Theodore R. Meyer, M. D. As city and county health commissioner, Doctor Theodore R. Meyer is recognized as one
of the leading medical practitioners of Richland County. He was born at Sag Harbor, Long Island, N. Y., March 28,
1897, the son of Morris and Rae (Smith) Meyer.
Morris Meyer was born in Germany, as was also his wife. They came to the United States in 1875 and five years later
established a real estate and insurance business at Sag Harbor, Long Island, which was conducted by Dr. Meyer for
many years. He died June 20, 1929, and is buried at Sag Harbor. Mr. Meyer was a Republican and served as mayor
for ten years. He held membership in the Presbyterian Church, and belonged to Continental Lodge, F. & A. M.,
Independent Order of Odd Fellows, B. P. O. Elks, Order of Redmen, and Haymakers. To Mr. and Mrs. Meyer were born
four sons: John, Harry, Myron, and Theodore R. All are residents of Sag Harbor with the exception of Doctor Meyer.
Theodore R. Meyer received his education in the public and high schools of Sag Harbor, from which he was graduated
in 1915. He spent 1916-17 at New York University and at the outbreak of the World War enlisted in the U. S. Medical
Corps and was sent to France, where he was assigned to the chief surgeon's office of Advance Section, A. E. F.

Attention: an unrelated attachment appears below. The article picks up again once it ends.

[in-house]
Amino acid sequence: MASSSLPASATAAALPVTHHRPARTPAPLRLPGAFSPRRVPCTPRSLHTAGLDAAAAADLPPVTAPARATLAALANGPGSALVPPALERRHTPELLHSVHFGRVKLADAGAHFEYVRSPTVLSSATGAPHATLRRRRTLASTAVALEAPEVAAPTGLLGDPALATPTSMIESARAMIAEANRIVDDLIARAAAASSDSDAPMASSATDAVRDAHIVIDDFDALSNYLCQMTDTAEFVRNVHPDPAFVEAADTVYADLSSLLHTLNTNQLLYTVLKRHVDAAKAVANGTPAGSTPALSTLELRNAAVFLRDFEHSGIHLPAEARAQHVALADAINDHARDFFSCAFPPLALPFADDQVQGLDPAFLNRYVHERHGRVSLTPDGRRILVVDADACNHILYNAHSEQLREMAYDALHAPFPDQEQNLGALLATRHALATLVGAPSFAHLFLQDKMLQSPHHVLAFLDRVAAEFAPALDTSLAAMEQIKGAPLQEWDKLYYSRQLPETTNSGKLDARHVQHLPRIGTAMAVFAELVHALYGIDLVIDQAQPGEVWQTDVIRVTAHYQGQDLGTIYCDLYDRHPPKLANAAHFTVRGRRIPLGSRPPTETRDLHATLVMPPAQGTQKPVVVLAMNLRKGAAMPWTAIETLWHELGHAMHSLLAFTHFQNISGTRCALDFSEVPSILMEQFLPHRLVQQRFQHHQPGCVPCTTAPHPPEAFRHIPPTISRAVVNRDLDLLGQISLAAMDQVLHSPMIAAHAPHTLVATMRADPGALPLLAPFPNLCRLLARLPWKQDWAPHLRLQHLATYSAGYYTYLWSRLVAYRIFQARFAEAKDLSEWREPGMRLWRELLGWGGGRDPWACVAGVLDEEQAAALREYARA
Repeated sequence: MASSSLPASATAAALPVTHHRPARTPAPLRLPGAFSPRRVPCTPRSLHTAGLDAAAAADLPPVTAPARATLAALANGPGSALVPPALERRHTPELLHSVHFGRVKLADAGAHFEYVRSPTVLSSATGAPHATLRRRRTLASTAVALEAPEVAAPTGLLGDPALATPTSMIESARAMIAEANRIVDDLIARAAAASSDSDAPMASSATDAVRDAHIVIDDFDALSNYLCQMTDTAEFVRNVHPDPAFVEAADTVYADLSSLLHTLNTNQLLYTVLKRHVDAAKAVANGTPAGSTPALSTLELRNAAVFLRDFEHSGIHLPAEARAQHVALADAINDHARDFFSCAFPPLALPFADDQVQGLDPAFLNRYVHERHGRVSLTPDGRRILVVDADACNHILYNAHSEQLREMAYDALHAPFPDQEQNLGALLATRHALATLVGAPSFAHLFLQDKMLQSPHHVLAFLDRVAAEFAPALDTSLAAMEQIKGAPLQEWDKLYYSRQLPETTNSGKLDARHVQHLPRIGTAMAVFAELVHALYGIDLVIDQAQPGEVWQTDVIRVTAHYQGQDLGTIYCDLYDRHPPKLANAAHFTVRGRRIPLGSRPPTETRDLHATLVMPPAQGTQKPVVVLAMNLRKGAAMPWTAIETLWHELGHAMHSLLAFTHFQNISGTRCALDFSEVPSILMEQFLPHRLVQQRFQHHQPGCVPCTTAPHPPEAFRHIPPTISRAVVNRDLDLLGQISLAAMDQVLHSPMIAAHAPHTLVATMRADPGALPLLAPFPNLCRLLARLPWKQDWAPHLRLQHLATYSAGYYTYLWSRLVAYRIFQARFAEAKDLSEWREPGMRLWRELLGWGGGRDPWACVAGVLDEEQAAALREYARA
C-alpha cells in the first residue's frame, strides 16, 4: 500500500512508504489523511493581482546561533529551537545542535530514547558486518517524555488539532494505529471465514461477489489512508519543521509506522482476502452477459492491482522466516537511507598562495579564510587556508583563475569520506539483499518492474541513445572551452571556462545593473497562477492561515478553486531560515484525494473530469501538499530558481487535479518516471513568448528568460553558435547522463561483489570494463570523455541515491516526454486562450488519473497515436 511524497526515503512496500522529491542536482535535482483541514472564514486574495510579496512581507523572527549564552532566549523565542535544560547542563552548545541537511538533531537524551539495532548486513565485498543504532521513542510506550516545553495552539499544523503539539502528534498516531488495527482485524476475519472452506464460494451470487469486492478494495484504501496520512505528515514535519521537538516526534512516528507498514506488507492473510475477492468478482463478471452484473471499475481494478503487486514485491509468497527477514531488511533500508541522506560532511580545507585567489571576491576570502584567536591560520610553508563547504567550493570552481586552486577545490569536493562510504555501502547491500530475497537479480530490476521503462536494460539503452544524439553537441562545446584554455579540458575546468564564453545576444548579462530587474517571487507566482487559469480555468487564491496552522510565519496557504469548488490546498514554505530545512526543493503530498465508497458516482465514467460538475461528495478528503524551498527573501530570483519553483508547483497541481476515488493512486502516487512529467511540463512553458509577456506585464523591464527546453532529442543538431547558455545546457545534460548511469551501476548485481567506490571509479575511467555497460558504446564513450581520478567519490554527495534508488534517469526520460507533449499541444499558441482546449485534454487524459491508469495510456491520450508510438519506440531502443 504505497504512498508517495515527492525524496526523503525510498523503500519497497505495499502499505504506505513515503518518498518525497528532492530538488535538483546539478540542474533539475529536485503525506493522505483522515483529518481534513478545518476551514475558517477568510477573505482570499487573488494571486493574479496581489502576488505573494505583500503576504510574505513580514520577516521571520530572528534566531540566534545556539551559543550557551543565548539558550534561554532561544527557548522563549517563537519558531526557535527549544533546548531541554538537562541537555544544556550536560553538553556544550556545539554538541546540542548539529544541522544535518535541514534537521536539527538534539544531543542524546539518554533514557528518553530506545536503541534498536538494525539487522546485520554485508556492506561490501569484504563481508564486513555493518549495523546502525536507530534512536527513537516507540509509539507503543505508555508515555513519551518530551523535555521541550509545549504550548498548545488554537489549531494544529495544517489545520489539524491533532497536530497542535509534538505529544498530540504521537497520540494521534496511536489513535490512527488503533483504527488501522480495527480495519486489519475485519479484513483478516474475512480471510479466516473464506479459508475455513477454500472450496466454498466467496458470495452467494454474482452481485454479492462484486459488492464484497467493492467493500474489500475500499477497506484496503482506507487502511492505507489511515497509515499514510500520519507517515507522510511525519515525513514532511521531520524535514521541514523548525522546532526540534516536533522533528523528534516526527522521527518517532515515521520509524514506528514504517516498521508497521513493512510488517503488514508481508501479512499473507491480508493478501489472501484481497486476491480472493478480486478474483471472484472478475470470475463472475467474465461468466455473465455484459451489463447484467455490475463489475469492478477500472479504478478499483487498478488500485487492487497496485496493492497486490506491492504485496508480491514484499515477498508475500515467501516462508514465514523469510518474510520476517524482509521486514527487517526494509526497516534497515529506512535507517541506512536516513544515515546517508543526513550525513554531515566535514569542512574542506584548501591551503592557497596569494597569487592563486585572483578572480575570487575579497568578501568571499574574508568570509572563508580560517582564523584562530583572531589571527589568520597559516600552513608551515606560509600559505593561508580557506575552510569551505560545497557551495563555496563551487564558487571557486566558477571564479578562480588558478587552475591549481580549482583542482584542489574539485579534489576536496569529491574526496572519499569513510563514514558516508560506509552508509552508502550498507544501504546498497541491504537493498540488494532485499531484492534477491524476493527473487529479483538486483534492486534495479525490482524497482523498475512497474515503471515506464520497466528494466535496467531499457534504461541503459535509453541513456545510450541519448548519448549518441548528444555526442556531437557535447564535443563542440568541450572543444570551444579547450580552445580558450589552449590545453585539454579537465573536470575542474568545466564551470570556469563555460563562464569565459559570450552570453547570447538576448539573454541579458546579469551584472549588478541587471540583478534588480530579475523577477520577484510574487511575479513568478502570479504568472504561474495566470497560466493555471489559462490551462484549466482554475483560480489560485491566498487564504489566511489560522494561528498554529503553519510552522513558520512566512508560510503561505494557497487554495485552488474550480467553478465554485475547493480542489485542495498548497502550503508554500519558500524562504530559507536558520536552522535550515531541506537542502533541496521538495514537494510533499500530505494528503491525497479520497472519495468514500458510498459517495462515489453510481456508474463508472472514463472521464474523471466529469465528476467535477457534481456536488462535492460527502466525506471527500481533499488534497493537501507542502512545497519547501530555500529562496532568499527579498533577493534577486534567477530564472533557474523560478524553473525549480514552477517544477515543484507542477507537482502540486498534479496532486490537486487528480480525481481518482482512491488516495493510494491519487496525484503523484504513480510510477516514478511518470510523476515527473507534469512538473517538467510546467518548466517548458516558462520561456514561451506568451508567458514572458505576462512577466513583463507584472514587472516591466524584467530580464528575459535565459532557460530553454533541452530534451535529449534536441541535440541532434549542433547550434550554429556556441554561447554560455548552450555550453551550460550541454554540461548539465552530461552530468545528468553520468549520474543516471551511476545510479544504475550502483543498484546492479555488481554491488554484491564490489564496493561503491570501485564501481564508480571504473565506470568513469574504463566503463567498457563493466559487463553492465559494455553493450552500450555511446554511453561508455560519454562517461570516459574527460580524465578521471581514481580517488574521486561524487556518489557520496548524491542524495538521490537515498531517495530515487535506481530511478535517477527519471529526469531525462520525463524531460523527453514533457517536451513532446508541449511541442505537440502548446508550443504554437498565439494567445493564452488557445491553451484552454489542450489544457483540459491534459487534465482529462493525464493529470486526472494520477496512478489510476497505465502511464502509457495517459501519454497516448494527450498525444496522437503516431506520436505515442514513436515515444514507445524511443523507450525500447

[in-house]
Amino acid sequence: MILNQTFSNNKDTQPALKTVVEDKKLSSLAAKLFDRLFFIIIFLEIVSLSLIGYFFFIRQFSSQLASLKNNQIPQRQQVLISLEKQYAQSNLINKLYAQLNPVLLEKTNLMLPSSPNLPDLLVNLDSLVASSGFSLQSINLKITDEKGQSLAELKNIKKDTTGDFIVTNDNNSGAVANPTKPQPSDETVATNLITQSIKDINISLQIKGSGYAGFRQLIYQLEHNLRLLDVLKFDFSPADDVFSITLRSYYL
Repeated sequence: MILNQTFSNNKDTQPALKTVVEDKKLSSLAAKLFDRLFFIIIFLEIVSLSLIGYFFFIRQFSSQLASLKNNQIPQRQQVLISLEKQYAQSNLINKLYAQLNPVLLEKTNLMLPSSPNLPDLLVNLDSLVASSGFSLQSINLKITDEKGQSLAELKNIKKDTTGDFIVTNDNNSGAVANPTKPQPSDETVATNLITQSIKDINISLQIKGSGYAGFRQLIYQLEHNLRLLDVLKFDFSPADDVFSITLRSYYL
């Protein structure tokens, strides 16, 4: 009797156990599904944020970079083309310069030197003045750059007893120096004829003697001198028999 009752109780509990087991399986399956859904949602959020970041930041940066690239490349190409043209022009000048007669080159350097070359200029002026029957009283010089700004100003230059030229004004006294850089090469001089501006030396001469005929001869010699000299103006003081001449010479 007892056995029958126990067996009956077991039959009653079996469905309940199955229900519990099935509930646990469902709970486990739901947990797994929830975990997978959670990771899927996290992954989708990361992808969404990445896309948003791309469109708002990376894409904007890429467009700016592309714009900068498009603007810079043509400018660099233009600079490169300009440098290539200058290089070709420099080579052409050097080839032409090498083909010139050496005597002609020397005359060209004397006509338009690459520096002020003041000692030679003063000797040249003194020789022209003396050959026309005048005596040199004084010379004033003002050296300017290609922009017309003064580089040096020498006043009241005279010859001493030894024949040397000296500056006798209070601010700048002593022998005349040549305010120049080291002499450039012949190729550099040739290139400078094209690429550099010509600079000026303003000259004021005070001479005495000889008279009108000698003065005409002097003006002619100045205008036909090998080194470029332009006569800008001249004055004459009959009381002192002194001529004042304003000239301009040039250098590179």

Doctor Meyer was discharged with the rank of sergeant on July 19, 1919, and then attended the University of Beauve
in France, where he was awarded a certificate in public health work. During 1919-20 he attended Bowdoin College
at Brunswick, Maine, and in 1923 received the degree of Doctor of Medicine from the University of South Carolina.
He immediately engaged in public health work at Beaufort, S. C., and held the offices of city and county health
commissioner, International Health Board of the Rockefeller Foundation. Doctor Meyer specialized in the study of
malaria and hookworm during this period. In 1924 he became a member of the original committee of South Carolina,
Corporation of the United States Public Health Service in the investigation and original certification for interstate
shipping of shell fish. He also served as public health consultant for Commanding General Lee, U. S. Marines, Marine
Barracks, Paris Island, S. C. In 1926 he was appointed by the state of West Virginia as city and state health commissioner,
at Parkersburg, W. Va. He organized the unit and work that fostered the entire milk program of the U. S. P. H.
S. throughout the United States, Parkersburg, W. Va., being the first city to adopt it. Doctor Meyer came to Mansfield
in his present capacity as city and county health commissioner in 1928.
In 1928 Doctor Meyer was united in marriage with Miss Dorothy Timmons, the daughter of Charles and Fannie Timmons,
of Parkersburg, W. Va. Mr. Timmons is deceased and his widow lives at Parkersburg.
Doctor Meyer holds membership in the Christian Church, and belongs to Centennial Lodge, F. & A. M. He is an
honorary member of the Richland County Medical Society, and American Public Health Association. He also belongs
to the American Legion, Battle Shellburg Post.
History of North Central Ohio
Embracing Richland, Ashland, Wayne,
Medina, Lorin, Huron and Knox Counties
BY: William A. Duff
Historical Publishing Company
North Central Ohio Biographies
Names A to C
Names D to G
Names H to K
Names L to P
Names Q to S
Names T to Z
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